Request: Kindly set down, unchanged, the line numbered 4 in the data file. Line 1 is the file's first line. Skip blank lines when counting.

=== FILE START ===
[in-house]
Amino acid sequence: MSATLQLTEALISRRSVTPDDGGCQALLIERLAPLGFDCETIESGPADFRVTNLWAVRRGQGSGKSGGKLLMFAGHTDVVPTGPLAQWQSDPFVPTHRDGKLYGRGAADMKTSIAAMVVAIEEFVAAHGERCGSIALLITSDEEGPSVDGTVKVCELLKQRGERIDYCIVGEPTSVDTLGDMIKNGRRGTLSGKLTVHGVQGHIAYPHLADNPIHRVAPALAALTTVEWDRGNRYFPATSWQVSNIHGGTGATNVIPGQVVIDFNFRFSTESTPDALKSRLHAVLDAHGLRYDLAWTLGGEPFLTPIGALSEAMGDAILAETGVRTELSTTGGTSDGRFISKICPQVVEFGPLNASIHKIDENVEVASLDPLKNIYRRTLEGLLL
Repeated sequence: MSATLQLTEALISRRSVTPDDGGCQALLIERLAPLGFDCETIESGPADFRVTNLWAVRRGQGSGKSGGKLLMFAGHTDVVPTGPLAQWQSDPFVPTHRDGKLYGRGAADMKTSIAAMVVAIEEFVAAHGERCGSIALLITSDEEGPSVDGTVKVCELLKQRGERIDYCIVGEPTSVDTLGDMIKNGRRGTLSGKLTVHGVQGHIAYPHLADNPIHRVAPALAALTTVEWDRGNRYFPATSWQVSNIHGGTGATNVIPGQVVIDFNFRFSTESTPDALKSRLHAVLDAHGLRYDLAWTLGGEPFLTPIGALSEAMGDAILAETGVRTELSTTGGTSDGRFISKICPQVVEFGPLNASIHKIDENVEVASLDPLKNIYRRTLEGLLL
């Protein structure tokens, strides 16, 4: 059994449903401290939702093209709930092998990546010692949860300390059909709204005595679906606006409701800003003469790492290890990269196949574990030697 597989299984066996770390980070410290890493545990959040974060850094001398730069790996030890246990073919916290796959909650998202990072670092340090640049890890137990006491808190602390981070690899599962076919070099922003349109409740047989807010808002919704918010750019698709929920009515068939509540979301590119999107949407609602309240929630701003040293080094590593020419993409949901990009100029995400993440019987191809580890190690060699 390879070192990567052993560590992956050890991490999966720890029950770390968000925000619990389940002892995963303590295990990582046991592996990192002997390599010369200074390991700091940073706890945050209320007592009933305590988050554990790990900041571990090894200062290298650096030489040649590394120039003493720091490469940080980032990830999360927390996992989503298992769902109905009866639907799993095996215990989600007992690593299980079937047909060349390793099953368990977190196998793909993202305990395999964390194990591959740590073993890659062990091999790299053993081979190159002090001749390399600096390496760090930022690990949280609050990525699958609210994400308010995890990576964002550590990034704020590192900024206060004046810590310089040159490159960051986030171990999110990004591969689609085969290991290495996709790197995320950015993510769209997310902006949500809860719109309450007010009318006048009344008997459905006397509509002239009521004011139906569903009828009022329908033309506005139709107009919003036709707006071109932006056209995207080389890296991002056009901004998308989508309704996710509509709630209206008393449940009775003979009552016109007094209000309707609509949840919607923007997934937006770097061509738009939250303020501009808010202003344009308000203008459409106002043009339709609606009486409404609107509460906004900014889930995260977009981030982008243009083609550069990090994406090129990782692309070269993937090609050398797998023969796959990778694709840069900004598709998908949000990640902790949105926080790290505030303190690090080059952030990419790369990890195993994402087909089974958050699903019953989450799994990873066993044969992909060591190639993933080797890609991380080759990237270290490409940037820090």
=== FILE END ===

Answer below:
């Protein structure tokens, strides 16, 4: 059994449903401290939702093209709930092998990546010692949860300390059909709204005595679906606006409701800003003469790492290890990269196949574990030697 597989299984066996770390980070410290890493545990959040974060850094001398730069790996030890246990073919916290796959909650998202990072670092340090640049890890137990006491808190602390981070690899599962076919070099922003349109409740047989807010808002919704918010750019698709929920009515068939509540979301590119999107949407609602309240929630701003040293080094590593020419993409949901990009100029995400993440019987191809580890190690060699 390879070192990567052993560590992956050890991490999966720890029950770390968000925000619990389940002892995963303590295990990582046991592996990192002997390599010369200074390991700091940073706890945050209320007592009933305590988050554990790990900041571990090894200062290298650096030489040649590394120039003493720091490469940080980032990830999360927390996992989503298992769902109905009866639907799993095996215990989600007992690593299980079937047909060349390793099953368990977190196998793909993202305990395999964390194990591959740590073993890659062990091999790299053993081979190159002090001749390399600096390496760090930022690990949280609050990525699958609210994400308010995890990576964002550590990034704020590192900024206060004046810590310089040159490159960051986030171990999110990004591969689609085969290991290495996709790197995320950015993510769209997310902006949500809860719109309450007010009318006048009344008997459905006397509509002239009521004011139906569903009828009022329908033309506005139709107009919003036709707006071109932006056209995207080389890296991002056009901004998308989508309704996710509509709630209206008393449940009775003979009552016109007094209000309707609509949840919607923007997934937006770097061509738009939250303020501009808010202003344009308000203008459409106002043009339709609606009486409404609107509460906004900014889930995260977009981030982008243009083609550069990090994406090129990782692309070269993937090609050398797998023969796959990778694709840069900004598709998908949000990640902790949105926080790290505030303190690090080059952030990419790369990890195993994402087909089974958050699903019953989450799994990873066993044969992909060591190639993933080797890609991380080759990237270290490409940037820090």